One of the serious if not grave negatives of our hi-tech era is a change for the worse in diet and lifestyle—a change that has brought about a diabetes pandemic. If actions speak louder than words then figures also do.
The International Diabetes Federation (IDF) in shocking revelations to mark World Diabetes Day on Friday, says estimates from the IDF Diabetes Atlas indicate that there are about 382 million people suffering from diabetes worldwide. By 2035, about 592 million people, or one person in ten will have the disease. A further 316 million people are currently at high risk of developing type 2 diabetes, with the number expected to increase to almost 500 million within a generation. What makes the pandemic particularly menacing is that throughout much of the world, it remains hidden. Up to half of all people with diabetes globally remain undiagnosed—that is why it is known as the silent killer.
The IDF says these facts and figures reiterate the importance of urgent action. Most cases of type 2 diabetes can be prevented and the serious complications of diabetes can be avoided through healthy lifestyles and living environments that encourage and facilitate healthy behaviour.
World Diabetes Day this year campaign marks the first of a three-year (2014-16) focus on healthy living and diabetes. This year’s activities and materials will specifically address the topic of healthy eating and its importance both in the prevention of type 2 diabetes and the effective management of diabetes to avoid complications. The key messages of the campaign aim to raise awareness of how the healthy choice can be the easy choice and the various steps that individuals can take to make informed decisions about what they eat. Special focus will be placed on the importance of starting the day with a healthy breakfast.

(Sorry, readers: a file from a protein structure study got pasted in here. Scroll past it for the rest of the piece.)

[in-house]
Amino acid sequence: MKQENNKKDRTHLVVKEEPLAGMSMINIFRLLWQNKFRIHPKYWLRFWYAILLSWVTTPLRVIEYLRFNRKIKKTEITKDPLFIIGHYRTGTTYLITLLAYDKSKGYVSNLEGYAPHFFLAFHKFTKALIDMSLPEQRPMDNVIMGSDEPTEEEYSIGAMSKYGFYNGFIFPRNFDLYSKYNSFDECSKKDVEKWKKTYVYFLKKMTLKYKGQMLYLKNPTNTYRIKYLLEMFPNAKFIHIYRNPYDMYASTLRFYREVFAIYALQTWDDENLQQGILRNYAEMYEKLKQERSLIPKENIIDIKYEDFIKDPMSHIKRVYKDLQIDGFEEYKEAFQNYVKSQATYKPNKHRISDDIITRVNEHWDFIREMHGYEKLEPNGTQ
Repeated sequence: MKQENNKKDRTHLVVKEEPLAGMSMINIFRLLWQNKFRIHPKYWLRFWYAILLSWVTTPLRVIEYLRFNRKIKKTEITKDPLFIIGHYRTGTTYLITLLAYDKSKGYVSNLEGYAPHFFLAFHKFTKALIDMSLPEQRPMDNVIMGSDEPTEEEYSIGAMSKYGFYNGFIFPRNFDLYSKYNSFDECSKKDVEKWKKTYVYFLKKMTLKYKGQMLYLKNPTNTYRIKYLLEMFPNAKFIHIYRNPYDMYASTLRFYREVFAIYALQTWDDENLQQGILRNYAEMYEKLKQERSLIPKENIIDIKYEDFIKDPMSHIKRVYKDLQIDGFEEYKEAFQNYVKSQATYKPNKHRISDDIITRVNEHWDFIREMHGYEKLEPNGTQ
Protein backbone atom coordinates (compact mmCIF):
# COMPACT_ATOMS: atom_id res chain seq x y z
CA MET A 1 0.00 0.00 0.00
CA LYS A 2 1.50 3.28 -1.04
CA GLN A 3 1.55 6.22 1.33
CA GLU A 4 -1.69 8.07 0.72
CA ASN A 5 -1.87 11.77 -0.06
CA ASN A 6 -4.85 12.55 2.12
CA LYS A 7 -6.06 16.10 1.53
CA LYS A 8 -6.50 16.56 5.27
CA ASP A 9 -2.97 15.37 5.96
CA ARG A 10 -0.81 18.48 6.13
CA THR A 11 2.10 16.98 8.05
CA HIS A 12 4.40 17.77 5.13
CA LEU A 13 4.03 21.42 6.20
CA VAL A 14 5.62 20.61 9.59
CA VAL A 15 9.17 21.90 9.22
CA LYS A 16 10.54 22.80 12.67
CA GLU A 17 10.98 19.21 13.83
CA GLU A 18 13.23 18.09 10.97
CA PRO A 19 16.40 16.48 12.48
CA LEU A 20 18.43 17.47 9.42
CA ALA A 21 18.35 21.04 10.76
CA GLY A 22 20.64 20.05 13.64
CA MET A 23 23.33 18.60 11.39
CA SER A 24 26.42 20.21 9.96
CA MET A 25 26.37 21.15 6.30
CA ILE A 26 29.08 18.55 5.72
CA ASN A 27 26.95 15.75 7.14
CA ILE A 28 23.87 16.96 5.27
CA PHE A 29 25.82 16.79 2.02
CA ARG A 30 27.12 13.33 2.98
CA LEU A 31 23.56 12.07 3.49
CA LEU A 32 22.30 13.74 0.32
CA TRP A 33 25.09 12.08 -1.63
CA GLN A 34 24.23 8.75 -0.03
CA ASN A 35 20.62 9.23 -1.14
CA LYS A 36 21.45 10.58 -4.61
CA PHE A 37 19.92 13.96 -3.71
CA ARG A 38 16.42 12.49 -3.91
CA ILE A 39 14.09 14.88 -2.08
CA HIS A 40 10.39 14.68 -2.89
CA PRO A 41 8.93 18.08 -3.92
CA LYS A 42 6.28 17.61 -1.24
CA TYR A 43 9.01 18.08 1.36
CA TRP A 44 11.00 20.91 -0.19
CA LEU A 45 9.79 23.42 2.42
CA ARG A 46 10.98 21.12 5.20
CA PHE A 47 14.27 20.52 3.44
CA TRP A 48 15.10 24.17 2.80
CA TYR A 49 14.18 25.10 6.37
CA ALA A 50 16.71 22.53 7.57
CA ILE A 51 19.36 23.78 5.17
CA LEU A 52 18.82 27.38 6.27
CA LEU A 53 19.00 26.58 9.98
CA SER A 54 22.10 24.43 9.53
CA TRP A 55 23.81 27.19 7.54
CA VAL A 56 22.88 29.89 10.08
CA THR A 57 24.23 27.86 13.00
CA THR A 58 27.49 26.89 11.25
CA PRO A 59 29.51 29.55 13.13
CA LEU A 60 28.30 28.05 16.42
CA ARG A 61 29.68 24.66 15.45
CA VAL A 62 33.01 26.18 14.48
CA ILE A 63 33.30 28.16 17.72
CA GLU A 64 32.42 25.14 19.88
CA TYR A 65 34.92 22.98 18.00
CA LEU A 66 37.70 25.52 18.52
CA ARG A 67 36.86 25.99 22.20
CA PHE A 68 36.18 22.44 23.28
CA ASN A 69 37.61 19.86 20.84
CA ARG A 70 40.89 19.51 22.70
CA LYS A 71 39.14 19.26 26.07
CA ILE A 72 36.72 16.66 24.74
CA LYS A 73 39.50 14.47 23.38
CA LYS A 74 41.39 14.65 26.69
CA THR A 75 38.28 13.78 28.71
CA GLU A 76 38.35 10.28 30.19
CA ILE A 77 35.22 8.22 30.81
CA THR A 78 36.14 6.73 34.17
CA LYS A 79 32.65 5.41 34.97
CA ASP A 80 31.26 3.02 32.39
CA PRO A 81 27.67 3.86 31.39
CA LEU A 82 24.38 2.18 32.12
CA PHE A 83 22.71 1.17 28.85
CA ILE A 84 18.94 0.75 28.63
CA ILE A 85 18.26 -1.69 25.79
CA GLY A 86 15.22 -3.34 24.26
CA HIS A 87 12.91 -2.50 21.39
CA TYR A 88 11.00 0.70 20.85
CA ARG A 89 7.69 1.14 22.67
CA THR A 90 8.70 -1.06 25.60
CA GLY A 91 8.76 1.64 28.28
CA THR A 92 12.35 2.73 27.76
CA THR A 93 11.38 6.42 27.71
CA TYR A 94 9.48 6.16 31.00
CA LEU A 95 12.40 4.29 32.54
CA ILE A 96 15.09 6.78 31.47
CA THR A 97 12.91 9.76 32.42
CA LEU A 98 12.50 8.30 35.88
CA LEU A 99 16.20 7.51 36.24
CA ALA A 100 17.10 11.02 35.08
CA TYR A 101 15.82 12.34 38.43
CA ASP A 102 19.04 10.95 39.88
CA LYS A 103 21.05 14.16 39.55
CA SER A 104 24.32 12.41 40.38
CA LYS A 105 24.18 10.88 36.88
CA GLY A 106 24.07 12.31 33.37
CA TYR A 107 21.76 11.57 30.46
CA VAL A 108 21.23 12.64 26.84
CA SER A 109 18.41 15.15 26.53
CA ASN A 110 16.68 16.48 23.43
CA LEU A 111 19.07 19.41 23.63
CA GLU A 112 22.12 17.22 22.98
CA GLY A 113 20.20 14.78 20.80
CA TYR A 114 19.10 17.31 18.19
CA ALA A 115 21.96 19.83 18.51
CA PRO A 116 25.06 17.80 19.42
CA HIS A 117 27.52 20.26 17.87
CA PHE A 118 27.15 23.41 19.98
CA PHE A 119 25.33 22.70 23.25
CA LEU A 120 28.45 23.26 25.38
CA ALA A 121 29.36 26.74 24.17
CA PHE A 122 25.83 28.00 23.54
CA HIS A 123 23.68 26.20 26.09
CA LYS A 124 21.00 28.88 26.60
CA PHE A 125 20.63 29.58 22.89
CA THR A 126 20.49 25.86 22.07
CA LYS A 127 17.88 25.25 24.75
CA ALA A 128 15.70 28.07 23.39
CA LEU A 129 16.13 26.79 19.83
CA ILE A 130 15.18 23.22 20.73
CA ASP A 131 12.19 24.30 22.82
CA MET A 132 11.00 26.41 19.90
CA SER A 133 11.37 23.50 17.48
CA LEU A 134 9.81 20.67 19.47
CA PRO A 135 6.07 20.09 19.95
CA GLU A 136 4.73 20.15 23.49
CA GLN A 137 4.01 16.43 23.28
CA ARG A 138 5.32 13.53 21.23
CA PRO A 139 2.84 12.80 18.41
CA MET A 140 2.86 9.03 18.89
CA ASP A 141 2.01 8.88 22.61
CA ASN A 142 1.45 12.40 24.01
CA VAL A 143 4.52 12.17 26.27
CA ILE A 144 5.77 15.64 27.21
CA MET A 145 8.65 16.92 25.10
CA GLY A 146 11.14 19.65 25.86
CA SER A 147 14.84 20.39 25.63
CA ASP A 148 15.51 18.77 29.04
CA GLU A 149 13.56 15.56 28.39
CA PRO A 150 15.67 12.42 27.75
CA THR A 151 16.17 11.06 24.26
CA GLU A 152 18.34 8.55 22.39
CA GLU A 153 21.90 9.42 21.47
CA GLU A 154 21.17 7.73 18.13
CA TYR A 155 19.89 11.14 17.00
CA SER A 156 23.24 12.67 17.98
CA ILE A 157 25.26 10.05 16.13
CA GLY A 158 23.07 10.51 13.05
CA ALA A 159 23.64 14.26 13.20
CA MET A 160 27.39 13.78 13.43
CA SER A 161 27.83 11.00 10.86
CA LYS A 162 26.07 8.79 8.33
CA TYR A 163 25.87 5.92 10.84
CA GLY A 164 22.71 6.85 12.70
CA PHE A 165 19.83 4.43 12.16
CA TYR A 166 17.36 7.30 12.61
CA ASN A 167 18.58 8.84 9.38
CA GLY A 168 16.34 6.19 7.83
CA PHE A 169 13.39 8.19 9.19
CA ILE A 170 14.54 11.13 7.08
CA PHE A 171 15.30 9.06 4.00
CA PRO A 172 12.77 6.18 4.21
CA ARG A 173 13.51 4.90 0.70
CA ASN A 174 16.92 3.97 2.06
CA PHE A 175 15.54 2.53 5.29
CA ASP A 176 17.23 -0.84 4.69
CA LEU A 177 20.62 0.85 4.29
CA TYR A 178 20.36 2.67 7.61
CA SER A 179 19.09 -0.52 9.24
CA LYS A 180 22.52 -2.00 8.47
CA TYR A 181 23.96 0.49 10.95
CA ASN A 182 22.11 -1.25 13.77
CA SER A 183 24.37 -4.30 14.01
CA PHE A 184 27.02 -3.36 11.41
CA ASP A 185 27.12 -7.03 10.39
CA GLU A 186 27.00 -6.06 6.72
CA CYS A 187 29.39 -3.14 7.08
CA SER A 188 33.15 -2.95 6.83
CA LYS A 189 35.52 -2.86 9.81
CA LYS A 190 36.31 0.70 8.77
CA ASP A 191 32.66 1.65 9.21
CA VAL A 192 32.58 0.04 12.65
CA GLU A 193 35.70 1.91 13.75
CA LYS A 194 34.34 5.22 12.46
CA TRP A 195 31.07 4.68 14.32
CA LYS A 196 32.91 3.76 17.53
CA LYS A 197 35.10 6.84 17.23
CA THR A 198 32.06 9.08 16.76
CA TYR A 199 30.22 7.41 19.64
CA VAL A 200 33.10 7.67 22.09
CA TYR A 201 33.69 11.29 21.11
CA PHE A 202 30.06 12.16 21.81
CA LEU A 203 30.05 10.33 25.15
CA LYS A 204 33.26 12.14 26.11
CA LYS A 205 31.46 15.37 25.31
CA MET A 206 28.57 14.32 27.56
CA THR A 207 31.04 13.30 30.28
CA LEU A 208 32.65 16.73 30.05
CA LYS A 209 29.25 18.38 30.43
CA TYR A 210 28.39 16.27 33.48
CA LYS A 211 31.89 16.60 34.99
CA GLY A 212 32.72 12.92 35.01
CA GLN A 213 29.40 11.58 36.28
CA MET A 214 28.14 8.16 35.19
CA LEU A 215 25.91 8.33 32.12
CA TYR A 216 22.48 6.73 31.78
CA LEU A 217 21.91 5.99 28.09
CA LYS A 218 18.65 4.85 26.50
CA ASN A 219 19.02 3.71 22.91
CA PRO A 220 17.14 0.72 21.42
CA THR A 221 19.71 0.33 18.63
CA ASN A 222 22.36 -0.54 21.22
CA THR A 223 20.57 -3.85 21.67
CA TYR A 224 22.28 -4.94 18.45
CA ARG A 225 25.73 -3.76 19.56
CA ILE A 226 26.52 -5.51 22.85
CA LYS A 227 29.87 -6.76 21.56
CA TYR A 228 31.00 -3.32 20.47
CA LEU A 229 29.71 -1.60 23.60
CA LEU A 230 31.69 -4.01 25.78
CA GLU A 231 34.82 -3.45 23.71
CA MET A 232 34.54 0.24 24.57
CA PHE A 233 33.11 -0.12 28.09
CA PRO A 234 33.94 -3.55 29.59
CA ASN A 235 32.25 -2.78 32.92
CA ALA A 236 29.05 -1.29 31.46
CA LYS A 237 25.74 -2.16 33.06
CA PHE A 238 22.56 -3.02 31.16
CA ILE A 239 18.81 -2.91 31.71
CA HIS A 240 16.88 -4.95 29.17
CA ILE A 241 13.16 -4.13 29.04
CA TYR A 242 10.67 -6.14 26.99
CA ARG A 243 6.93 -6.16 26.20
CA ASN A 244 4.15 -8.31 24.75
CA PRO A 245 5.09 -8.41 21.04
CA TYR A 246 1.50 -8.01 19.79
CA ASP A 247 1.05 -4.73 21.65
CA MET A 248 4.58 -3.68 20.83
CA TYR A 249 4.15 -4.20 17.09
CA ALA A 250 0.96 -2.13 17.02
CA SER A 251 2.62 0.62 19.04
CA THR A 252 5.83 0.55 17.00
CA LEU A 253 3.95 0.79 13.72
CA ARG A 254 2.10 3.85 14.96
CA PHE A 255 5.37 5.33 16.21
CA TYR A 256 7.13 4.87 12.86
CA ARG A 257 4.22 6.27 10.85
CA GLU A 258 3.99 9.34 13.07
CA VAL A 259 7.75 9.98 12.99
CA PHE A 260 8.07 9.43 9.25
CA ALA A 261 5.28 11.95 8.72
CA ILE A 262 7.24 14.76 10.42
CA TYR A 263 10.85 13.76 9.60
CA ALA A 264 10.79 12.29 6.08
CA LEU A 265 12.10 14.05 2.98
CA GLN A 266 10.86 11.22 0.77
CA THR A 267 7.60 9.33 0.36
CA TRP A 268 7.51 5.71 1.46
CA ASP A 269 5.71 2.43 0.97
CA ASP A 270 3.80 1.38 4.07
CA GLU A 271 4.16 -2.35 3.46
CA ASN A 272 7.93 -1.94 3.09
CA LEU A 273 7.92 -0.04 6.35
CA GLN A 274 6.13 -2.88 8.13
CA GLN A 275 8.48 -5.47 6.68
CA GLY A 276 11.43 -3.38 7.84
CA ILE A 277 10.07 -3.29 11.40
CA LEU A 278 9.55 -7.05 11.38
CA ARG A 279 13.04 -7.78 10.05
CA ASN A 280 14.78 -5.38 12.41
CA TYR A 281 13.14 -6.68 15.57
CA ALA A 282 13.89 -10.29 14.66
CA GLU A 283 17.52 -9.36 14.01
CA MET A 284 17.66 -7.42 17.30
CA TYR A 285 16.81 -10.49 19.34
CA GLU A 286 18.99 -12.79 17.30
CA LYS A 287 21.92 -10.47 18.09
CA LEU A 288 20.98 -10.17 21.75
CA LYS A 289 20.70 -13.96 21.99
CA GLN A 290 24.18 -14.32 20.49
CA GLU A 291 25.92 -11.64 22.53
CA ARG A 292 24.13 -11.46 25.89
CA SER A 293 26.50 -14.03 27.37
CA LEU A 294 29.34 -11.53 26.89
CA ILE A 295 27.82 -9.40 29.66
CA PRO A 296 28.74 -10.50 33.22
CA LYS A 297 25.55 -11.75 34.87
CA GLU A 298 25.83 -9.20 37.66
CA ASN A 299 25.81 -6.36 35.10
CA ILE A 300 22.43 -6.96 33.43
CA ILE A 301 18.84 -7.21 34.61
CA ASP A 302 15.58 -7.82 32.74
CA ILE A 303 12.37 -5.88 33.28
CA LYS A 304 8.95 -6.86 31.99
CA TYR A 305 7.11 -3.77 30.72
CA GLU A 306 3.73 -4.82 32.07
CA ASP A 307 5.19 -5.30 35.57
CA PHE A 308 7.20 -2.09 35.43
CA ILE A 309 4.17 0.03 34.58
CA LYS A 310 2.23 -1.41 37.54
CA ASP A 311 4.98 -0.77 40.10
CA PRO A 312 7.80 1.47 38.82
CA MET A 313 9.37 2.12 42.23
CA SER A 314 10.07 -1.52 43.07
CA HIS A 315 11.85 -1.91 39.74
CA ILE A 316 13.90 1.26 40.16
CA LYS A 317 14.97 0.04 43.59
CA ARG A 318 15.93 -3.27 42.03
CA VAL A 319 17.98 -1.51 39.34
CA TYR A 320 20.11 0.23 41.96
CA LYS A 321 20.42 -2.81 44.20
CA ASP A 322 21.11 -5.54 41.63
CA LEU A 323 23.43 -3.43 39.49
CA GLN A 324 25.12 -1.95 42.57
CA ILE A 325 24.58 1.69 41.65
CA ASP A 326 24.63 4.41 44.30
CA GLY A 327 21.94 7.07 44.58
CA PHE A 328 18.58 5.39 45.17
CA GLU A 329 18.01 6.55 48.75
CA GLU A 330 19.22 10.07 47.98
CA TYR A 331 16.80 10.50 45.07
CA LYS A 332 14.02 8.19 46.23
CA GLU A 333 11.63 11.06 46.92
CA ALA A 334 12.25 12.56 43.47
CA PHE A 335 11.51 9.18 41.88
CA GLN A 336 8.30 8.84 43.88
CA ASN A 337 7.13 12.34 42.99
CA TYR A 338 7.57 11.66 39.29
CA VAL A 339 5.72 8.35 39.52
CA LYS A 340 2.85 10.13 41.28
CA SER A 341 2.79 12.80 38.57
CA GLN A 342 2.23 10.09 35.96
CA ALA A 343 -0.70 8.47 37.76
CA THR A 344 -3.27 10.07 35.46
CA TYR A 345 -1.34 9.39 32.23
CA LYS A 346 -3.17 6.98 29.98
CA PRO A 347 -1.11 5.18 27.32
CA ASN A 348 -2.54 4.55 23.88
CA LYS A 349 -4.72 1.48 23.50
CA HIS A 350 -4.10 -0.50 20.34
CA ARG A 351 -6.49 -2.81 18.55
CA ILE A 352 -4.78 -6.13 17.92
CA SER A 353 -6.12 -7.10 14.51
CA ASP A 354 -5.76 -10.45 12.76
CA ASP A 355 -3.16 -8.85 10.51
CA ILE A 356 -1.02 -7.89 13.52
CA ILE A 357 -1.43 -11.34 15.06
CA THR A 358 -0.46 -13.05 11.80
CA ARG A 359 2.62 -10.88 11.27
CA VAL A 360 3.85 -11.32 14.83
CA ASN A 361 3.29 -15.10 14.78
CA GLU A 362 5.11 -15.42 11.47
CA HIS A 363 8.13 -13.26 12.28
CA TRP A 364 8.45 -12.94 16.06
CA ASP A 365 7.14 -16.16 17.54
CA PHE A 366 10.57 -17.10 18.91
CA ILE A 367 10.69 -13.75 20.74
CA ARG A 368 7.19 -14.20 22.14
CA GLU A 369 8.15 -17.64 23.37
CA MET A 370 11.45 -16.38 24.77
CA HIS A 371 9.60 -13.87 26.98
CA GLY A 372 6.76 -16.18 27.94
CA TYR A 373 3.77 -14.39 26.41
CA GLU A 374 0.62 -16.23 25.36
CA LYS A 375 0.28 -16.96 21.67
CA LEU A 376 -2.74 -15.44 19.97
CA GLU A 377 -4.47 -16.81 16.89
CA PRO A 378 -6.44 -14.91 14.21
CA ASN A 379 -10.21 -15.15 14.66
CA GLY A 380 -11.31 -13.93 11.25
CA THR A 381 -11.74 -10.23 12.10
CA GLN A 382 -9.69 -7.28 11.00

The key messages of the campaign will be-- make healthy food the easy choice; healthy eating: make the right choice; healthy eating begins with breakfast.
According to the World Health Organisation’s latest figures, in 2012, an estimated 1.5 million deaths were directly caused by diabetes. More than 80% of diabetes deaths occur in low- and middle-income countries. WHO projects that diabetes will be the 7th leading cause of death in 2030. Healthy diet, regular physical activity, maintaining a normal body weight and avoiding tobacco use could prevent or delay the onset of type 2 diabetes.
Now let us turn our attention to Sri Lanka and look at stark realities instead of sugar-coated pills. According to the Health Ministry about 25 percent of Sri Lanka’s 21 million people—that is about 5.2 million people—are suffering from diabetes and the figure may double by 2050 if effective preventive and curative measures are not taken immediately by both the government and at individual and family level.
The most staggering and disturbing fact is that about 10 percent of schoolchildren are suffering from diabetes while another 15 percent are at risk of being affected by this silent killer which is known to retard the growth of the child’s body and mind. One of the sideeffects of diabetes is gangrene and according to the Ministry, legs of about 500 to 600 people have to be amputated annually due to the disease.
The latest figures show that about 40 percent of the urban population and 19 percent of the rural population are suffering from diabetes. Diabetes also leads to other serious ailments linked to the heart, kidney, liver, eyesight and skin.
Irregular food habits, food with too much sugar and carbohydrate, sitting at a television or the computer for a longer period of the day, lack of exercise, smoking and drinking may lead to the increase in the disease. Eating plenty of fruits and vegetables, cutting down on oily and starchy food, engaging in exercises for at least 20 minutes a day would help prevent the disease, experts say.
We have a message for Sri Lanka’s parents. Healthy eating begins with breakfast. Wake up early and give your child some gram, cowpea, mungata or other nutritious grains instead of giving them money for maalu paan, hot dogs and hamburger. You must make a choice—Do you want taste which ends at the tongue or do you want nutrition for good health.